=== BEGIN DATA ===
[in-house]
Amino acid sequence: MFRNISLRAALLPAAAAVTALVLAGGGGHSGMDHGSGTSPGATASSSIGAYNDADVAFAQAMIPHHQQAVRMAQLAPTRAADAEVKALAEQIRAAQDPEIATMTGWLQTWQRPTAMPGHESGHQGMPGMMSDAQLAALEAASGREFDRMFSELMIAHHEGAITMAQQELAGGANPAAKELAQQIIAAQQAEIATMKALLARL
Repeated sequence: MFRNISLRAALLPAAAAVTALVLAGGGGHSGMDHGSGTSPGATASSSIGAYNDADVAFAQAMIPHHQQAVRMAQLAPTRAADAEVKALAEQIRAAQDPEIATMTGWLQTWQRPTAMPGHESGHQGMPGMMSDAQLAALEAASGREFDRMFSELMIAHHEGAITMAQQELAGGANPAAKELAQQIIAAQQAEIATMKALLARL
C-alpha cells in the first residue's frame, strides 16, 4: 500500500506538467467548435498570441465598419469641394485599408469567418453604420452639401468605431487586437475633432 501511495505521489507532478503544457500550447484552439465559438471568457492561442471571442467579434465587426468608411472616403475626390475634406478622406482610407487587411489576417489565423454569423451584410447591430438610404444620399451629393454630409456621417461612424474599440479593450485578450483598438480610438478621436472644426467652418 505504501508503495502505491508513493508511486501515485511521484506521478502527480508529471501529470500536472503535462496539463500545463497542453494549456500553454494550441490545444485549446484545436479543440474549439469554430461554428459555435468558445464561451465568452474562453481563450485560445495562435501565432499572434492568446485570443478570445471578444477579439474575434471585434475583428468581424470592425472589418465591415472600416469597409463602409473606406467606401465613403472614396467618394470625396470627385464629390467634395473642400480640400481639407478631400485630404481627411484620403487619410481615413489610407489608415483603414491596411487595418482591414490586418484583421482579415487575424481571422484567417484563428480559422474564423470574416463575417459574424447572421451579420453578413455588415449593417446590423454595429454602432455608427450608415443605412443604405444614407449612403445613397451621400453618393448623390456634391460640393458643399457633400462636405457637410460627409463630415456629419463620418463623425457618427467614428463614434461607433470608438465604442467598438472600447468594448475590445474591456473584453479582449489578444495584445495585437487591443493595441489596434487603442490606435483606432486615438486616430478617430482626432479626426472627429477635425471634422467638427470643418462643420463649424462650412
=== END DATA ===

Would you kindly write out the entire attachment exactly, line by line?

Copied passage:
[in-house]
Amino acid sequence: MFRNISLRAALLPAAAAVTALVLAGGGGHSGMDHGSGTSPGATASSSIGAYNDADVAFAQAMIPHHQQAVRMAQLAPTRAADAEVKALAEQIRAAQDPEIATMTGWLQTWQRPTAMPGHESGHQGMPGMMSDAQLAALEAASGREFDRMFSELMIAHHEGAITMAQQELAGGANPAAKELAQQIIAAQQAEIATMKALLARL
Repeated sequence: MFRNISLRAALLPAAAAVTALVLAGGGGHSGMDHGSGTSPGATASSSIGAYNDADVAFAQAMIPHHQQAVRMAQLAPTRAADAEVKALAEQIRAAQDPEIATMTGWLQTWQRPTAMPGHESGHQGMPGMMSDAQLAALEAASGREFDRMFSELMIAHHEGAITMAQQELAGGANPAAKELAQQIIAAQQAEIATMKALLARL
C-alpha cells in the first residue's frame, strides 16, 4: 500500500506538467467548435498570441465598419469641394485599408469567418453604420452639401468605431487586437475633432 501511495505521489507532478503544457500550447484552439465559438471568457492561442471571442467579434465587426468608411472616403475626390475634406478622406482610407487587411489576417489565423454569423451584410447591430438610404444620399451629393454630409456621417461612424474599440479593450485578450483598438480610438478621436472644426467652418 505504501508503495502505491508513493508511486501515485511521484506521478502527480508529471501529470500536472503535462496539463500545463497542453494549456500553454494550441490545444485549446484545436479543440474549439469554430461554428459555435468558445464561451465568452474562453481563450485560445495562435501565432499572434492568446485570443478570445471578444477579439474575434471585434475583428468581424470592425472589418465591415472600416469597409463602409473606406467606401465613403472614396467618394470625396470627385464629390467634395473642400480640400481639407478631400485630404481627411484620403487619410481615413489610407489608415483603414491596411487595418482591414490586418484583421482579415487575424481571422484567417484563428480559422474564423470574416463575417459574424447572421451579420453578413455588415449593417446590423454595429454602432455608427450608415443605412443604405444614407449612403445613397451621400453618393448623390456634391460640393458643399457633400462636405457637410460627409463630415456629419463620418463623425457618427467614428463614434461607433470608438465604442467598438472600447468594448475590445474591456473584453479582449489578444495584445495585437487591443493595441489596434487603442490606435483606432486615438486616430478617430482626432479626426472627429477635425471634422467638427470643418462643420463649424462650412